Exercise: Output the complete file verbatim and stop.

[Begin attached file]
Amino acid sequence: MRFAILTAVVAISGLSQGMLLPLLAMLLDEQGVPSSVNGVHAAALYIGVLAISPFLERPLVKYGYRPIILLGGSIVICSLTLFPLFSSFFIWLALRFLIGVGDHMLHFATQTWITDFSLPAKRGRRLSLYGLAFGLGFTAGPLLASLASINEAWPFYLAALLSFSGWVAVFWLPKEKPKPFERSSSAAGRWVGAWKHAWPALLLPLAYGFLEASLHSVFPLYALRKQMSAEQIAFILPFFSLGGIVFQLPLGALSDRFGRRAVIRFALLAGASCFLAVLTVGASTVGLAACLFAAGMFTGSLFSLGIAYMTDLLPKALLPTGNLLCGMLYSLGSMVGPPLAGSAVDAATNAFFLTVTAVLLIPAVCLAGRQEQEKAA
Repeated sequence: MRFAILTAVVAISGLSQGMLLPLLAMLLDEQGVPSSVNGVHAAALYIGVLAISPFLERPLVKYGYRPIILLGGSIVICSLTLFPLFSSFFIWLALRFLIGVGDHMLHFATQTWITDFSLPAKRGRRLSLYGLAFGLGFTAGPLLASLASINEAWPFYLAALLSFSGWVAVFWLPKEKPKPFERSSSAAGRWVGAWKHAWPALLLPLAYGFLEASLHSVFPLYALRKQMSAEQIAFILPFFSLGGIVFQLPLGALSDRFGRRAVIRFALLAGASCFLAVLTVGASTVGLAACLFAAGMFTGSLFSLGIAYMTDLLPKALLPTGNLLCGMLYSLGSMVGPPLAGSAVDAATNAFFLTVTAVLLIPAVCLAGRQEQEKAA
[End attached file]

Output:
Amino acid sequence: MRFAILTAVVAISGLSQGMLLPLLAMLLDEQGVPSSVNGVHAAALYIGVLAISPFLERPLVKYGYRPIILLGGSIVICSLTLFPLFSSFFIWLALRFLIGVGDHMLHFATQTWITDFSLPAKRGRRLSLYGLAFGLGFTAGPLLASLASINEAWPFYLAALLSFSGWVAVFWLPKEKPKPFERSSSAAGRWVGAWKHAWPALLLPLAYGFLEASLHSVFPLYALRKQMSAEQIAFILPFFSLGGIVFQLPLGALSDRFGRRAVIRFALLAGASCFLAVLTVGASTVGLAACLFAAGMFTGSLFSLGIAYMTDLLPKALLPTGNLLCGMLYSLGSMVGPPLAGSAVDAATNAFFLTVTAVLLIPAVCLAGRQEQEKAA
Repeated sequence: MRFAILTAVVAISGLSQGMLLPLLAMLLDEQGVPSSVNGVHAAALYIGVLAISPFLERPLVKYGYRPIILLGGSIVICSLTLFPLFSSFFIWLALRFLIGVGDHMLHFATQTWITDFSLPAKRGRRLSLYGLAFGLGFTAGPLLASLASINEAWPFYLAALLSFSGWVAVFWLPKEKPKPFERSSSAAGRWVGAWKHAWPALLLPLAYGFLEASLHSVFPLYALRKQMSAEQIAFILPFFSLGGIVFQLPLGALSDRFGRRAVIRFALLAGASCFLAVLTVGASTVGLAACLFAAGMFTGSLFSLGIAYMTDLLPKALLPTGNLLCGMLYSLGSMVGPPLAGSAVDAATNAFFLTVTAVLLIPAVCLAGRQEQEKAA